When NATO leaders gather for a summit in Istanbul Monday, Afghanistan's security is expected to be high on the agenda. NATO had pledged to beef up its force outside the Afghan capital Kabul for upcoming elections. However, NATO member states' actions have not matched their rhetoric.
Pleading and prodding by U.S., U.N., and Afghan officials have so far failed to get NATO to come up with more resources to bolster security in Afghanistan.
William Taylor, the U.S. State Department coordinator for Afghanistan, says NATO needs to keep its promise.
"NATO has made commitments to increase the number of soldiers that are going to come to Afghanistan in order to secure the elections. They need to do this," he said. "NATO needs to step up to that promise. It's very important."
In its first-ever mission outside Europe, NATO took control of the International Security Assistance Force, known as ISAF, last year. With U.N. approval, it pledged to set up provincial garrisons beyond Kabul for the first time, and to provide additional soldiers and equipment to improve Afghanistan's security environment for elections in September.
But member states have been reluctant to contribute resources to the Afghan peacekeeping effort. Promises of transport planes and helicopters have failed to materialize. A U.S. suggestion that the scheduled August withdrawal of a Canadian troop contingent be delayed one month to help with election security fell flat.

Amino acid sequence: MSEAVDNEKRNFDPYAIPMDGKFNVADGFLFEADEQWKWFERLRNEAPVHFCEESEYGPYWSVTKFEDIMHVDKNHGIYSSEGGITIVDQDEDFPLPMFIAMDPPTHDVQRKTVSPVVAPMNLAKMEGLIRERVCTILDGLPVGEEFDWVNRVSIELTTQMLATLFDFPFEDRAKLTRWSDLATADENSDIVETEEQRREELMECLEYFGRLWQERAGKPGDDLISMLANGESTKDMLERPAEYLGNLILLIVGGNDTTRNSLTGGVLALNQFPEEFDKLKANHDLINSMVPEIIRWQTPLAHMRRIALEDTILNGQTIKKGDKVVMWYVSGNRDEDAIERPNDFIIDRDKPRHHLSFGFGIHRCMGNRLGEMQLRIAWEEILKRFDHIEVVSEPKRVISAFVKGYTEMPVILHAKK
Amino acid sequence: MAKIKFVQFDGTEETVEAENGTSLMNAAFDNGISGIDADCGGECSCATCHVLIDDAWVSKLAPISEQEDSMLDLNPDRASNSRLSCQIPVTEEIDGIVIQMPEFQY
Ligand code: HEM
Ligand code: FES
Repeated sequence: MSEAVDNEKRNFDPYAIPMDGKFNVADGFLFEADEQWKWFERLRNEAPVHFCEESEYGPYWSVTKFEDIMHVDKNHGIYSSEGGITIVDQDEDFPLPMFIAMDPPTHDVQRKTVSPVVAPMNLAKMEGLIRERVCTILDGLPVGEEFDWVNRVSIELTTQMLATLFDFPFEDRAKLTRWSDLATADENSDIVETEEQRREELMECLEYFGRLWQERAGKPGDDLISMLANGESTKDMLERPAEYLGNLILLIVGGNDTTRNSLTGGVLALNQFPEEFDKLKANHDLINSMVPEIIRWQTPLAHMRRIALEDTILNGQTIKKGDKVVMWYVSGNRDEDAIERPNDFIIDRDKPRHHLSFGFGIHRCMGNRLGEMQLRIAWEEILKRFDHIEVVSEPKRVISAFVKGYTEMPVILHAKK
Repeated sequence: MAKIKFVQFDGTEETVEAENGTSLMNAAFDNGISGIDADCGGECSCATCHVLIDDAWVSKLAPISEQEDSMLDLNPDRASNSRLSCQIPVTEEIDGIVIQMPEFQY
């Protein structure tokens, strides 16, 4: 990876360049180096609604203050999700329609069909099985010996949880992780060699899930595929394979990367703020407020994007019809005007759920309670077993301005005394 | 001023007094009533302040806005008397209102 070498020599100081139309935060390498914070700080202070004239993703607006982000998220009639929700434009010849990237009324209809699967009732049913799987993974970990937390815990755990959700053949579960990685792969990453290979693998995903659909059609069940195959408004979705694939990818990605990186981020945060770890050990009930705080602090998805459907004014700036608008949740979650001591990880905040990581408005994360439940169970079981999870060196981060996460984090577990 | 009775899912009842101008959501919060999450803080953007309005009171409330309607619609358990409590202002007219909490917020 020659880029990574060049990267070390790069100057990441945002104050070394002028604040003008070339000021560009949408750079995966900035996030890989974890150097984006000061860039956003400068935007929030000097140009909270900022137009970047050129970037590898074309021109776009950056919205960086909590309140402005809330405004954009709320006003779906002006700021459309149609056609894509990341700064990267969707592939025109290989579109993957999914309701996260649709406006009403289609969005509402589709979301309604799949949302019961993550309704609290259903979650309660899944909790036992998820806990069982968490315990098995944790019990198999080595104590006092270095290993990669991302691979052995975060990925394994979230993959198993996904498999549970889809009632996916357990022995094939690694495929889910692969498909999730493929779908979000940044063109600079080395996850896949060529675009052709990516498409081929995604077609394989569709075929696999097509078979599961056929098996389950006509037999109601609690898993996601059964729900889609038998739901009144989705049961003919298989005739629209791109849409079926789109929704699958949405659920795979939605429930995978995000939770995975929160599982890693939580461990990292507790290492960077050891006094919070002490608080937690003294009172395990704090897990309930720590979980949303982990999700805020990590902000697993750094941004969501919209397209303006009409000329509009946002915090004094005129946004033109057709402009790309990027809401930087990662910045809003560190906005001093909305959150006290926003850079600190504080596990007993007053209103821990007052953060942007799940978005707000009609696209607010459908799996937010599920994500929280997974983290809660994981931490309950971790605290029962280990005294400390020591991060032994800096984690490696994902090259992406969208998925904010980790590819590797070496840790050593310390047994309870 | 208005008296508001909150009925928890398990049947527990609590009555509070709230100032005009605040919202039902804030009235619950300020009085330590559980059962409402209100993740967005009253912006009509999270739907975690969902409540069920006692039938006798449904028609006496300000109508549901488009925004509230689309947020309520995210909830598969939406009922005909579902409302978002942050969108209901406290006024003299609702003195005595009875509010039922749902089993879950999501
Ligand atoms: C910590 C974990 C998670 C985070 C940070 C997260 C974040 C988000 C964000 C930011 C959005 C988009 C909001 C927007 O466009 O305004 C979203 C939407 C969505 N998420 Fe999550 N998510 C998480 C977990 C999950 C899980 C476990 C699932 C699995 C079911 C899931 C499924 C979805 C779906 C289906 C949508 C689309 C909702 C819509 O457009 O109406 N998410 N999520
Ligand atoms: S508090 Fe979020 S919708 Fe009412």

Meanwhile, security in the countryside remains precarious as aid workers come under attack by warlord-run militias or remnants of the ousted Taleban regime. Earlier this month, 11 Chinese workers were killed by suspected militants in Kunduz province. Some analysts say security is actually deteriorating, but U.S. military officials dispute that.
Speaking recently at a seminar on the Afghan elections at the Center for Strategic and International Studies, Mr. Taylor said he can not account for NATO's hesitation.
"For the security of the elections in September, this doesn't need to be a permanent deployment," he said. "This needs to be a temporary deployment. And so the requirements of putting people in Afghanistan for a long term are not there. They can deploy for a month or two and really provide that kind of insurance. So I can't defend NATO's delay at this point."
But Mark Schneider, senior vice president of the International Crisis Group, which analyzes world trouble spots, says the reluctance to expand ISAF originally came from the United States. He says that while the Bush Administration now backs the ISAF expansion, residual displeasure among NATO states over U.S. action in Iraq has made getting action more difficult.
"The reality is that this administration objected to the extension of ISAF beyond Kabul until late last summer, and that set in motion a process which, following Iraq as well, made it much, much more difficult to garner the NATO countries' support early on," he said.
The elections, which will be for both president and parliament, were originally scheduled for this month but were delayed until September. Afghan and U.S. officials have said that another delay is possible - at least in the parliamentary polls - unless there is a clear improvement in Afghanistan's security environment.